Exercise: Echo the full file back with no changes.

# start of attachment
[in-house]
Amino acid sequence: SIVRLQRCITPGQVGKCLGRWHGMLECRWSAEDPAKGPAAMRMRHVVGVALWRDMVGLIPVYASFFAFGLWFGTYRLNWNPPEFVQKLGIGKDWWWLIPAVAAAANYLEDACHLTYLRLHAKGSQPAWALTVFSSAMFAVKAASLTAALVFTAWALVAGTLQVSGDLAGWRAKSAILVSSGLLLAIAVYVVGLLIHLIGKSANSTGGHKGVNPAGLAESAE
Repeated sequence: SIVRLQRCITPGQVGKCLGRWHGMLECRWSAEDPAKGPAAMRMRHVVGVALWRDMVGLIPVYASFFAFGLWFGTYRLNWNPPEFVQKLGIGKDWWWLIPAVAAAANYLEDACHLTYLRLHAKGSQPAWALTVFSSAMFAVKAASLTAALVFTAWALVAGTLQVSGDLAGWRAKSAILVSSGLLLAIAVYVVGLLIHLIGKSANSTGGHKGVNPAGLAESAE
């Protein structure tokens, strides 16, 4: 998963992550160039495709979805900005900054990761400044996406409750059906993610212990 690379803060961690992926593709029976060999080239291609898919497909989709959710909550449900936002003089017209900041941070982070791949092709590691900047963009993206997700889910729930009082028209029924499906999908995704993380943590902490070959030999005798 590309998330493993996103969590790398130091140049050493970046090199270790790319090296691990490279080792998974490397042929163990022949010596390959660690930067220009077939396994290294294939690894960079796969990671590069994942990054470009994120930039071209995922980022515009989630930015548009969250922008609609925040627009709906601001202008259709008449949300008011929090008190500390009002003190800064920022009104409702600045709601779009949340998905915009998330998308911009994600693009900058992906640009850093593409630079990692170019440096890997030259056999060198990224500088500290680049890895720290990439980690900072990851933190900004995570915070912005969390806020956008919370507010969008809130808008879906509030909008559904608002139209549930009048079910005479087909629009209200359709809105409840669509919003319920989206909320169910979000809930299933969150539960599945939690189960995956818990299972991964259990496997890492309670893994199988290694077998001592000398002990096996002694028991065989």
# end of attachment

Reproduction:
[in-house]
Amino acid sequence: SIVRLQRCITPGQVGKCLGRWHGMLECRWSAEDPAKGPAAMRMRHVVGVALWRDMVGLIPVYASFFAFGLWFGTYRLNWNPPEFVQKLGIGKDWWWLIPAVAAAANYLEDACHLTYLRLHAKGSQPAWALTVFSSAMFAVKAASLTAALVFTAWALVAGTLQVSGDLAGWRAKSAILVSSGLLLAIAVYVVGLLIHLIGKSANSTGGHKGVNPAGLAESAE
Repeated sequence: SIVRLQRCITPGQVGKCLGRWHGMLECRWSAEDPAKGPAAMRMRHVVGVALWRDMVGLIPVYASFFAFGLWFGTYRLNWNPPEFVQKLGIGKDWWWLIPAVAAAANYLEDACHLTYLRLHAKGSQPAWALTVFSSAMFAVKAASLTAALVFTAWALVAGTLQVSGDLAGWRAKSAILVSSGLLLAIAVYVVGLLIHLIGKSANSTGGHKGVNPAGLAESAE
């Protein structure tokens, strides 16, 4: 998963992550160039495709979805900005900054990761400044996406409750059906993610212990 690379803060961690992926593709029976060999080239291609898919497909989709959710909550449900936002003089017209900041941070982070791949092709590691900047963009993206997700889910729930009082028209029924499906999908995704993380943590902490070959030999005798 590309998330493993996103969590790398130091140049050493970046090199270790790319090296691990490279080792998974490397042929163990022949010596390959660690930067220009077939396994290294294939690894960079796969990671590069994942990054470009994120930039071209995922980022515009989630930015548009969250922008609609925040627009709906601001202008259709008449949300008011929090008190500390009002003190800064920022009104409702600045709601779009949340998905915009998330998308911009994600693009900058992906640009850093593409630079990692170019440096890997030259056999060198990224500088500290680049890895720290990439980690900072990851933190900004995570915070912005969390806020956008919370507010969008809130808008879906509030909008559904608002139209549930009048079910005479087909629009209200359709809105409840669509919003319920989206909320169910979000809930299933969150539960599945939690189960995956818990299972991964259990496997890492309670893994199988290694077998001592000398002990096996002694028991065989």